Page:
This article is from the Mac communications FAQ, by Bruce L Grubb BruceG6069@aol.com with numerous contributions by others.
Regardless of whether you are using a communications or Internet
program the procedure you should follow will be the same. First the
file should be compressed with StuffIt and then binhex encoded. Some
programs like Eudora will do the binhexing for you so you can skip
the encoding step.
The reason you will want to use Binhex rather than MacBinary as your
encoding format is that Binhex is useable in the 7-bit only areas of
the Internet like Usenet and E-mail that MacBinary cannot go.
For Internet programs downloading a file is very simple. For systems
or programs that do not support Drag and Drop you simply click (or
double click) on the file and it is downloaded for you. Drag and Drop
aware programs allow you to drag the file to the desktop which results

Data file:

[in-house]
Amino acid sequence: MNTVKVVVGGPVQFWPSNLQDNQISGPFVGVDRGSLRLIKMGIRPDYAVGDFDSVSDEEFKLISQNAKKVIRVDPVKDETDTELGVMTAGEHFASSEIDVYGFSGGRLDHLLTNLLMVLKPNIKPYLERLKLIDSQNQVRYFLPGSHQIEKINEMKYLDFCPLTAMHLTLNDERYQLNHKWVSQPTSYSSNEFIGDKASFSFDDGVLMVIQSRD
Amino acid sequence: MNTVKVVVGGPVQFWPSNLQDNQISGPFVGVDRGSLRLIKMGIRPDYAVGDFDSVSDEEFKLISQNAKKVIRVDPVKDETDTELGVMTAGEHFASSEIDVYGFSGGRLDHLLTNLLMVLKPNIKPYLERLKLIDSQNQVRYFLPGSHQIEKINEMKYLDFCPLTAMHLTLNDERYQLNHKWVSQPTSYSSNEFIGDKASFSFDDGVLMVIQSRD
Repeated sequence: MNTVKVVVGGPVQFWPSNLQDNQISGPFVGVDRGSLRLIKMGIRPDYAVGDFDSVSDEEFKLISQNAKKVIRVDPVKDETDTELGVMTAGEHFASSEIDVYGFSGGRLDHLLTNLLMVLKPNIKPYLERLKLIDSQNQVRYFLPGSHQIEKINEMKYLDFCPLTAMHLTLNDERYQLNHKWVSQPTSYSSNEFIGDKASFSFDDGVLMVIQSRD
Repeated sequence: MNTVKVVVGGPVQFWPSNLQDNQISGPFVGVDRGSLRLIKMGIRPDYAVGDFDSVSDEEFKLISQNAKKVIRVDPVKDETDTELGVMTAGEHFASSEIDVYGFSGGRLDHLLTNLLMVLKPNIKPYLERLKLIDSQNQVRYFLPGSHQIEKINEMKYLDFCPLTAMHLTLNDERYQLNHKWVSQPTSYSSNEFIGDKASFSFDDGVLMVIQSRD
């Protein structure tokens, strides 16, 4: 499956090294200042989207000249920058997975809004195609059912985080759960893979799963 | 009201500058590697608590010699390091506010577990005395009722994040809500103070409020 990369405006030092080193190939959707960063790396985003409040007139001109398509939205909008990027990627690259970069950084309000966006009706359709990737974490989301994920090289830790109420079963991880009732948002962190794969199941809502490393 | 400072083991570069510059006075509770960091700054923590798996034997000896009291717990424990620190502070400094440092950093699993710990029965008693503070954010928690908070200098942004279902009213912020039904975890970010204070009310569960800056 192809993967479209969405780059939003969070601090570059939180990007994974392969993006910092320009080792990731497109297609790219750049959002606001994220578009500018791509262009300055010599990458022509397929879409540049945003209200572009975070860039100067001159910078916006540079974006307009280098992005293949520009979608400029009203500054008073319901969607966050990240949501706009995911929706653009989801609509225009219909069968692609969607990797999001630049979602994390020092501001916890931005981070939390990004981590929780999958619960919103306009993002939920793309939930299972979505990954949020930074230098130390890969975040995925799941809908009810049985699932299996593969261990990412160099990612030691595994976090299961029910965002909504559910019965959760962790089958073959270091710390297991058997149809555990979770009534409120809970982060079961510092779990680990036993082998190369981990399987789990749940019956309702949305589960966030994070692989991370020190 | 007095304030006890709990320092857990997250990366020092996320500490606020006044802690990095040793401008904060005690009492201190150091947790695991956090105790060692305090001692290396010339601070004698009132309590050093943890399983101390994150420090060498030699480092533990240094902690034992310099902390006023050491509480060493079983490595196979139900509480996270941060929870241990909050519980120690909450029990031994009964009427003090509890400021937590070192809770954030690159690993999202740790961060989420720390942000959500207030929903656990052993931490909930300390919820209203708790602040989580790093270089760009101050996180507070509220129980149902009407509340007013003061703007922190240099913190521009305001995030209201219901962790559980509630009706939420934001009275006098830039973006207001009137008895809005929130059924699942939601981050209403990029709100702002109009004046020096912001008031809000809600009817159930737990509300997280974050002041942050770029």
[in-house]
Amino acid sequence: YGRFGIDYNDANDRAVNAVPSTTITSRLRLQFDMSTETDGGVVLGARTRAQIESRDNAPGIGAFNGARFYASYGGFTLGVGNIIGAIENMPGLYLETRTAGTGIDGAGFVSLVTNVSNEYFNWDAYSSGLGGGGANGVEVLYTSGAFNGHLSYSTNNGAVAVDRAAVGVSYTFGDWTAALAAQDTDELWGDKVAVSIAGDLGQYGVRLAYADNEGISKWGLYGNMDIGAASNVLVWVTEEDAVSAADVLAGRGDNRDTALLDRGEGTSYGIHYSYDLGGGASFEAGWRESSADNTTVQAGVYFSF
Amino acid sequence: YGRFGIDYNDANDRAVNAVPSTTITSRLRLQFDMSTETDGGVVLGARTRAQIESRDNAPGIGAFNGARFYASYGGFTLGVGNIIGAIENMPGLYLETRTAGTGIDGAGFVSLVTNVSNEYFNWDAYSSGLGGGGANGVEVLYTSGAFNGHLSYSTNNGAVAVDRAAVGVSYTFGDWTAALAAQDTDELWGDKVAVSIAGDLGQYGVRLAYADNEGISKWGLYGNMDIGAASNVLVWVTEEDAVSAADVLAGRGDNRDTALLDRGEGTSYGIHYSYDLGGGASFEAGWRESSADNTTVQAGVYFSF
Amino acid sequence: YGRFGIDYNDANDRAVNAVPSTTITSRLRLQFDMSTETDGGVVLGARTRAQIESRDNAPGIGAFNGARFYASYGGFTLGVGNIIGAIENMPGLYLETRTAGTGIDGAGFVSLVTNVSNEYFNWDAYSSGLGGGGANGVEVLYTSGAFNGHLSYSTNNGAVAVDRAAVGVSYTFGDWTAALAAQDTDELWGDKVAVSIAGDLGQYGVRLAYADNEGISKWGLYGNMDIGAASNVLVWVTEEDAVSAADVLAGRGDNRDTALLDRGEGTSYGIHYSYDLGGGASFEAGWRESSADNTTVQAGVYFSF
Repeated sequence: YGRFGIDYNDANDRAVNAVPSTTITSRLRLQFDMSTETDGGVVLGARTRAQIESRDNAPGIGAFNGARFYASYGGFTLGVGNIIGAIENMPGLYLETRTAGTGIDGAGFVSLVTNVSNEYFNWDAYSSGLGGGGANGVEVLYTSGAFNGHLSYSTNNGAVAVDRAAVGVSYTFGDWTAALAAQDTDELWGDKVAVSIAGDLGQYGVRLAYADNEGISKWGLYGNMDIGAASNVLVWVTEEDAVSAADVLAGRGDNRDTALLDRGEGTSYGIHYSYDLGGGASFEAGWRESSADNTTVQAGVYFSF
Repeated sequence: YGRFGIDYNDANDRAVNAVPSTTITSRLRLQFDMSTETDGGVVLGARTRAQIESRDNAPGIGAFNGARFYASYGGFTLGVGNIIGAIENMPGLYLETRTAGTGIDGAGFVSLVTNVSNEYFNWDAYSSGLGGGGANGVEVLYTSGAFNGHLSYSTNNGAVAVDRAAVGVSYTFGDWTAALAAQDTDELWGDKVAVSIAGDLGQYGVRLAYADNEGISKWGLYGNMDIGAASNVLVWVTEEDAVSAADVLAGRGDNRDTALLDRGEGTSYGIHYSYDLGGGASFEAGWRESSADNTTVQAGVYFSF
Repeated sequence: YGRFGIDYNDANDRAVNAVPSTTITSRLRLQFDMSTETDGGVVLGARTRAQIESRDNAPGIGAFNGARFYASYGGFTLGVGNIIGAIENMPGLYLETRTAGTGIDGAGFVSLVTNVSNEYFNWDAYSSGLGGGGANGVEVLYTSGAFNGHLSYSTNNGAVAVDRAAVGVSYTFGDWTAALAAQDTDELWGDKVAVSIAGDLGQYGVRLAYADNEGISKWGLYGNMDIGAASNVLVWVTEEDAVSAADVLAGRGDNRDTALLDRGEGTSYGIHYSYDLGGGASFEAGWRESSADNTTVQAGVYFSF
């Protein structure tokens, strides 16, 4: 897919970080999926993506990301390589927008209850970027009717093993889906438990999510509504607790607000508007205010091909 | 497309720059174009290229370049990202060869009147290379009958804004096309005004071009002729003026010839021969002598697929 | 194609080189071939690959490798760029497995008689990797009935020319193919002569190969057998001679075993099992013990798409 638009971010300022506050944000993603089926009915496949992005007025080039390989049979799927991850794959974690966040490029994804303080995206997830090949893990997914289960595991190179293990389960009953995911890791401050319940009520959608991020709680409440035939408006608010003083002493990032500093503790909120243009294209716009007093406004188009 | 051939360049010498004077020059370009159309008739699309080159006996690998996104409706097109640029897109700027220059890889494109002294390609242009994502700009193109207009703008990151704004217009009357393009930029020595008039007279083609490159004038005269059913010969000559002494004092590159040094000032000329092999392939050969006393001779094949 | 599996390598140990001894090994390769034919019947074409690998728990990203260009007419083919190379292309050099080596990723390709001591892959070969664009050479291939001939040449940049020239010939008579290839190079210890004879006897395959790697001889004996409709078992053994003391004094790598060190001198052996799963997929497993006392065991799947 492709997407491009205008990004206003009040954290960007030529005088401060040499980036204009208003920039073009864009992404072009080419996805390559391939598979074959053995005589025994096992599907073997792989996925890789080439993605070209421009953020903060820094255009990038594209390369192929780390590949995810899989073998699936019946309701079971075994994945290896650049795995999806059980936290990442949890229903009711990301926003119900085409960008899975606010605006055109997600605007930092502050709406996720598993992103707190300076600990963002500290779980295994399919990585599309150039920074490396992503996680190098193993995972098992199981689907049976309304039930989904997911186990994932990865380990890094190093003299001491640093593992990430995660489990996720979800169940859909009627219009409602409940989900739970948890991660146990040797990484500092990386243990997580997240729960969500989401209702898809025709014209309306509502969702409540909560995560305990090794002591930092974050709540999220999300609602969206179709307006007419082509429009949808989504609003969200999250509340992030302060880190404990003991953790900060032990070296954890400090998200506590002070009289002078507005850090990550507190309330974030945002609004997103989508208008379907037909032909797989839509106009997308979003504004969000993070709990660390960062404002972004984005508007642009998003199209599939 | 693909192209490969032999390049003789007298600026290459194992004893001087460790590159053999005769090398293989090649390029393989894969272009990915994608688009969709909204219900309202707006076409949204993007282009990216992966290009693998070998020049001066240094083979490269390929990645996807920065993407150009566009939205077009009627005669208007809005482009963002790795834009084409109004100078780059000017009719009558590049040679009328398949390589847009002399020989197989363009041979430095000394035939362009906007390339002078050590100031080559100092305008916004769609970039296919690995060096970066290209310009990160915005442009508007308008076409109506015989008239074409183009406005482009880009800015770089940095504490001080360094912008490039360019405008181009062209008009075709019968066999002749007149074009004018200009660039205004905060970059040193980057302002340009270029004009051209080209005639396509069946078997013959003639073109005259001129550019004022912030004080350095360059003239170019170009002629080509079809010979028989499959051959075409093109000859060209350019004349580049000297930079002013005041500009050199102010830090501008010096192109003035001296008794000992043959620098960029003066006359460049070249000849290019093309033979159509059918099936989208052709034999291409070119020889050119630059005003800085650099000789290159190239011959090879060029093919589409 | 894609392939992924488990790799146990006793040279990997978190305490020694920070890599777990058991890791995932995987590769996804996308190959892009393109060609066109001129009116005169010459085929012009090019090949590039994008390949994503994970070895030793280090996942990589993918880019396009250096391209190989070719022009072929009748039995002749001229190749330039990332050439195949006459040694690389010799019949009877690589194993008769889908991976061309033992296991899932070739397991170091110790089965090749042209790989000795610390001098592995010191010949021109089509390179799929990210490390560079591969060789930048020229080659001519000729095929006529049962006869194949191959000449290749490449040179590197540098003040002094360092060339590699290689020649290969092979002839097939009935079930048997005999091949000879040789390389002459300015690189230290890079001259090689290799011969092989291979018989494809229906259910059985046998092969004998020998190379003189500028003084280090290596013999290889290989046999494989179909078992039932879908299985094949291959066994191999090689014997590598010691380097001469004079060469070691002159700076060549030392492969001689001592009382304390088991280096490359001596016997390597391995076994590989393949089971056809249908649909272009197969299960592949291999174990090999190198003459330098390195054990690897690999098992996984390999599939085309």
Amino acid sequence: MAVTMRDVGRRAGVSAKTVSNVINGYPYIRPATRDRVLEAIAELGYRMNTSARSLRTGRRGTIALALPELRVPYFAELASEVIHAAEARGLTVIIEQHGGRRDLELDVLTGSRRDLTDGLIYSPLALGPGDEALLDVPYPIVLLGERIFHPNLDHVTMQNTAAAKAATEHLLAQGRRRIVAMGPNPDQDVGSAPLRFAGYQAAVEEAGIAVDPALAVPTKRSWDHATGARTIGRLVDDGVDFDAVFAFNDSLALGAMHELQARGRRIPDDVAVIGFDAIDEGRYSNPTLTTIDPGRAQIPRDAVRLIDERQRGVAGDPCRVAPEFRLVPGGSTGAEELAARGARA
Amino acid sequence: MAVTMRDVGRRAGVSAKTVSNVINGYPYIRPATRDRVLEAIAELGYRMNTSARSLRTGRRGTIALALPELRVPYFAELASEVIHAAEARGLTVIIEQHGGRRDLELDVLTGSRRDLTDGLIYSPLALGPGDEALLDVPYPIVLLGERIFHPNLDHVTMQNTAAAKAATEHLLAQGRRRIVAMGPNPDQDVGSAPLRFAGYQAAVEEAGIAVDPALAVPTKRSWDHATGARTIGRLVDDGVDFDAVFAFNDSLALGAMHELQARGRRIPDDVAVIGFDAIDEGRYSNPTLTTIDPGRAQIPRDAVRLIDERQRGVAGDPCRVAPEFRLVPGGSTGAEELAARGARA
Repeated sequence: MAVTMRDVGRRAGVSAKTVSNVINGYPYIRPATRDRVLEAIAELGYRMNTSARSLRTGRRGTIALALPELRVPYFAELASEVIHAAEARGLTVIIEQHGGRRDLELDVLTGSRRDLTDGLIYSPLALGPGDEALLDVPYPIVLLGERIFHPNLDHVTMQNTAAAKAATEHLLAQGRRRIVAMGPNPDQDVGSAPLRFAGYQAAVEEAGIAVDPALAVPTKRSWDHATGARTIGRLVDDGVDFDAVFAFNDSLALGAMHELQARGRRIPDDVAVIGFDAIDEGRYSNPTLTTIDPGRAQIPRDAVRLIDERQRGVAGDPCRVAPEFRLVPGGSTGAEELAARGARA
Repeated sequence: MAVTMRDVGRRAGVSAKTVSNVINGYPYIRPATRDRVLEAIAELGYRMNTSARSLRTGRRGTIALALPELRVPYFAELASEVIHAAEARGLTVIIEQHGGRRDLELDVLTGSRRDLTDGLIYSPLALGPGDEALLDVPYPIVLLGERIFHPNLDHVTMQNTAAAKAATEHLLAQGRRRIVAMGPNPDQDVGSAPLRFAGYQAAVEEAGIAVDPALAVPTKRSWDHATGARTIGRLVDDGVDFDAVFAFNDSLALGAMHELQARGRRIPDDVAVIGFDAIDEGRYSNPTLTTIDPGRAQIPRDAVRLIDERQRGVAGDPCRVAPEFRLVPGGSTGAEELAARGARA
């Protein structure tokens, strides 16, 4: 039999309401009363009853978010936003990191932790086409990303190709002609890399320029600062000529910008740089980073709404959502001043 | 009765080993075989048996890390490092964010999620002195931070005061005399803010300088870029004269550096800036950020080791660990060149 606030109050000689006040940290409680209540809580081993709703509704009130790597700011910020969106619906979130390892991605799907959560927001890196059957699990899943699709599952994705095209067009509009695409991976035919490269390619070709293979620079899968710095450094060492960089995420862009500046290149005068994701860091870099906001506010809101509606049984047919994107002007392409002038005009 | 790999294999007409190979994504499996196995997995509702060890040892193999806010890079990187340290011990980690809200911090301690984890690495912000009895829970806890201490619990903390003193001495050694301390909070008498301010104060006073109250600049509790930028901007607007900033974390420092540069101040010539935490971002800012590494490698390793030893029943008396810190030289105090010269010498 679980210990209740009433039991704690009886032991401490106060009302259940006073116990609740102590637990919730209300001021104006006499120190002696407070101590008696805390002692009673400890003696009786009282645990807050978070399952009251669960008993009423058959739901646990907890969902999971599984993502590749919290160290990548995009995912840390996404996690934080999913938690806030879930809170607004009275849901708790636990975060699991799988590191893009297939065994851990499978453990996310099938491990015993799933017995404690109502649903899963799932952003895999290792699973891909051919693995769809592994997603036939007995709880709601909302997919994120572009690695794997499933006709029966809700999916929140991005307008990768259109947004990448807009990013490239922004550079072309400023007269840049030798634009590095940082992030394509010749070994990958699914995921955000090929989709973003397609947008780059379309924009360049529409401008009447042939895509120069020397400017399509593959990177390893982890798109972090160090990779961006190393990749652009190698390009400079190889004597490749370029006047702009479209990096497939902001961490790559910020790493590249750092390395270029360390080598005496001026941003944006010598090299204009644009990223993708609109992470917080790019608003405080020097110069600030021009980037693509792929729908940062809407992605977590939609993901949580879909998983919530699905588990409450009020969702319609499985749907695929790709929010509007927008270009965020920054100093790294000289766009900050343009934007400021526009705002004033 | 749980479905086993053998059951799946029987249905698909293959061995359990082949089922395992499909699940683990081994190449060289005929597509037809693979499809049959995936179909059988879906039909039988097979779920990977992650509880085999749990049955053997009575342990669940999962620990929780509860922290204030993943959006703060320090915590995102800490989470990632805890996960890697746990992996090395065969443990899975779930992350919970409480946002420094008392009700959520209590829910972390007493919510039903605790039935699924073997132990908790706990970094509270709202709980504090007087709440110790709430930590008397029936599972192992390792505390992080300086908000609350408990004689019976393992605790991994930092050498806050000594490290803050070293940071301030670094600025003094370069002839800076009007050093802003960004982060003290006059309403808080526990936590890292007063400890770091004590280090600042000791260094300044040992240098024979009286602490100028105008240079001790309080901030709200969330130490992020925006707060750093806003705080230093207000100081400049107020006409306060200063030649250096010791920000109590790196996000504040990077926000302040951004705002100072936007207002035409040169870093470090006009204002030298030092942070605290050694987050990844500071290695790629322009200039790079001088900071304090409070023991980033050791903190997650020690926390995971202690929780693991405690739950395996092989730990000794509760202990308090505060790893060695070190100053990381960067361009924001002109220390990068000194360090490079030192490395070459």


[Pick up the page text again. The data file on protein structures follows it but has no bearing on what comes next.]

in it being downloaded. Uploading varies from program to program and
some FTP sites only allow files to be E-mailed. Consult your program
and destination site documentation for the proper procedures.
Communication downloading and uploading is a little more complicated.
This is because the remote computer is usially running a totally
different OS that the Mac user must interact with. As a result the
remote computer must be first be told that a file is being sent
or received and then the Mac commmunications program told the
Since Unix shell accounts were the most common remote OS they are
used as example but it should be noted that many BBSes use a different
interface and therefore different commands.
For a unix shell account the command consists of two parts:
% method filename
'Filename' is the name of the file on the remote machine and 'method'
is the protocal and whether the file is being sent or received.
The methods are generally as follows:
Kermit XMODEM YMODEM ZMODEM ------- ------ ------ ------ sending kermit sx sb sz receiving kermit rx rb rz